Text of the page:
Mental Models – General Introduction and Review of Their Application to Human-Centred Security

AuthorVolkamer, Melanie; Renaud, Karen
AbstractThe human-centred security research area came into being about fifteen years ago, as more and more people started owning their own computers, and it became clear that there was a need for more focus on the non-specialist computer user. The primary attitude fifteen years ago, in terms of how these new users were concerned, was one of exasperation and paternalism. The term “stupid user” was often heard, often muttered sotto voce by an IT specialist dealing with the aftermath of a security incident. A great deal of research has been published in this area, and after pursuing some unfruitful avenues a number of eminent researchers have started to focus on the end-user’s perceptions and understandings. This has come from a realisation that end users are not the opponents, but rather allies in the battle against those carrying out nefarious activities. The most promising research direction currently appears to be to focus on mental models, a concept borrowed from the respected and long-standing field of Psychology and, in particular, cognitive science. The hope is that if we understand the end-user and his/her comprehension of security better, we will be able to design security solutions and interactions more effectively. In this paper we review the research undertaken in this area so far, highlight the limitations thereof, and suggest directions for future research.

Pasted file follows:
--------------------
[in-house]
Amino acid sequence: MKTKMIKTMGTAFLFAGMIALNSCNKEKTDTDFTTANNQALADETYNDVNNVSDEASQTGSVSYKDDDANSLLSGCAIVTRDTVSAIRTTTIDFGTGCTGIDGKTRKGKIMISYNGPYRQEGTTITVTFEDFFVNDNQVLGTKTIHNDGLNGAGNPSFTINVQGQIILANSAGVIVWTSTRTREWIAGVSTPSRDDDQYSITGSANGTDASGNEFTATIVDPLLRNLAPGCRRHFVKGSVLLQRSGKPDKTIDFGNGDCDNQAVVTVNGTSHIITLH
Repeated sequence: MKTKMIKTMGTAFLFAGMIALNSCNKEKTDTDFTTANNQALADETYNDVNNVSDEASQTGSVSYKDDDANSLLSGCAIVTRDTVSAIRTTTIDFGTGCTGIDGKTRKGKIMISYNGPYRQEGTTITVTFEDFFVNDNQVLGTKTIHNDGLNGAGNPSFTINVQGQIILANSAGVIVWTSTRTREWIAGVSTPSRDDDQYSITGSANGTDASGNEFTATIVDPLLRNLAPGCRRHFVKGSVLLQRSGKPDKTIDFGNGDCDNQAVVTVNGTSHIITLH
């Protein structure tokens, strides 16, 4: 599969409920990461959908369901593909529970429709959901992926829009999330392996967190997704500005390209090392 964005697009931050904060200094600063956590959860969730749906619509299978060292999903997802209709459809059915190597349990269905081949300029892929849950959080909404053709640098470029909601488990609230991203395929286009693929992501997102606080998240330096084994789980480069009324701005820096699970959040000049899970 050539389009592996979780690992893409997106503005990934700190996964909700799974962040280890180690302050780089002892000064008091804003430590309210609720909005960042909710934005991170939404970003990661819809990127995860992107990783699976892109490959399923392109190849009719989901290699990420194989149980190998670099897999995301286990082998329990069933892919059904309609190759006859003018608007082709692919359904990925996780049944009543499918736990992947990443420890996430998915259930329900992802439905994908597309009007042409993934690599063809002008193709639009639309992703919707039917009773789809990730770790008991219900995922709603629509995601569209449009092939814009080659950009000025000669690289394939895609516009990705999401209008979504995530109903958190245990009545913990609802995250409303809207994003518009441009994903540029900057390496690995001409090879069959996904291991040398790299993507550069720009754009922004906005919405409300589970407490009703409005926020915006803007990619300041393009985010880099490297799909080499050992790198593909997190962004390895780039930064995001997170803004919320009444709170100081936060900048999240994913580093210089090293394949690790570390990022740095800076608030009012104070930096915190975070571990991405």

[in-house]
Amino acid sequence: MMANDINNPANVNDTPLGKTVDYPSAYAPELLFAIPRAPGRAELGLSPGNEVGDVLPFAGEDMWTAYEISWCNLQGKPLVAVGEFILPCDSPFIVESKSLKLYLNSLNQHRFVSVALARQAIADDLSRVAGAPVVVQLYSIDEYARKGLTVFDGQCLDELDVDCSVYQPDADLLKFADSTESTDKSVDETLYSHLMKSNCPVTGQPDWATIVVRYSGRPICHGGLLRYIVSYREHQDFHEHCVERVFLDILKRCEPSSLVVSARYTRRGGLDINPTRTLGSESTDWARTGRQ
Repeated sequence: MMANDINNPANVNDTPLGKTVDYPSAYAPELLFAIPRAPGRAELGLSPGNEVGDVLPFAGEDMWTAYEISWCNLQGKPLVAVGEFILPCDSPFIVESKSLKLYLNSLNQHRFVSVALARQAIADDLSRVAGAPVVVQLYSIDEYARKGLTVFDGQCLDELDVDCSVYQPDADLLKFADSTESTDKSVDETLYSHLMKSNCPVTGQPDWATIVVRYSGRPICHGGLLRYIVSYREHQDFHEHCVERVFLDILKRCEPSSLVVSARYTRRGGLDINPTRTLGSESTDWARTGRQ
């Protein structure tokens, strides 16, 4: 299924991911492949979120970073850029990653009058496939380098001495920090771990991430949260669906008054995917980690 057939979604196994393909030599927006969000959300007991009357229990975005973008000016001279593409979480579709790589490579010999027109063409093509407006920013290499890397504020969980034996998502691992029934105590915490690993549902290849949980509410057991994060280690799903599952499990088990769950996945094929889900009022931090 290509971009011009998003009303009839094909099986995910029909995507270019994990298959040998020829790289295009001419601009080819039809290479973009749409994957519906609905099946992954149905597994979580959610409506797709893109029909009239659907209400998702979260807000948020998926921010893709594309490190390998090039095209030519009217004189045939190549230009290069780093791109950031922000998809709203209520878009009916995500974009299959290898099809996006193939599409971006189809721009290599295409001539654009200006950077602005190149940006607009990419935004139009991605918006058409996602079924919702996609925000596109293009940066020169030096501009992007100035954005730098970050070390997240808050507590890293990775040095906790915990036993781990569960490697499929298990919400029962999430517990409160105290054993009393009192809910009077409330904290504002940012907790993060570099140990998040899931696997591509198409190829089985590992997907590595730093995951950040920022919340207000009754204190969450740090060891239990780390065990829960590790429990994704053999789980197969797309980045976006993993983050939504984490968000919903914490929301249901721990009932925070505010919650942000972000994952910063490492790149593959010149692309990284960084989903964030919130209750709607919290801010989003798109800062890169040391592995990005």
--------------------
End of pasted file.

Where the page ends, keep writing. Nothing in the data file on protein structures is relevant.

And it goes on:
SerieLecture Notes in Computer Science
InNumber Theory and Cryptography, p.255-280
PublisherSpringer Berlin Heidelberg